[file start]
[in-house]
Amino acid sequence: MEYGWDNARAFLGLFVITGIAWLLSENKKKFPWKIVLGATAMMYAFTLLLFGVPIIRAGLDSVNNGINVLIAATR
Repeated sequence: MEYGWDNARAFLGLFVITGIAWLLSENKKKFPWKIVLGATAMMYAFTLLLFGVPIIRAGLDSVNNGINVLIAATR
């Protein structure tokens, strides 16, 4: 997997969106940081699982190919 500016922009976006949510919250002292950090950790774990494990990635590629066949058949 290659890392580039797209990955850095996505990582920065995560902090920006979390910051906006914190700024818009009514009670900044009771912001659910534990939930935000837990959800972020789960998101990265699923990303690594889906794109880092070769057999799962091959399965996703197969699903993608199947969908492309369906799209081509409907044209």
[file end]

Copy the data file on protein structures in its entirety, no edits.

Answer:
[in-house]
Amino acid sequence: MEYGWDNARAFLGLFVITGIAWLLSENKKKFPWKIVLGATAMMYAFTLLLFGVPIIRAGLDSVNNGINVLIAATR
Repeated sequence: MEYGWDNARAFLGLFVITGIAWLLSENKKKFPWKIVLGATAMMYAFTLLLFGVPIIRAGLDSVNNGINVLIAATR
């Protein structure tokens, strides 16, 4: 997997969106940081699982190919 500016922009976006949510919250002292950090950790774990494990990635590629066949058949 290659890392580039797209990955850095996505990582920065995560902090920006979390910051906006914190700024818009009514009670900044009771912001659910534990939930935000837990959800972020789960998101990265699923990303690594889906794109880092070769057999799962091959399965996703197969699903993608199947969908492309369906799209081509409907044209």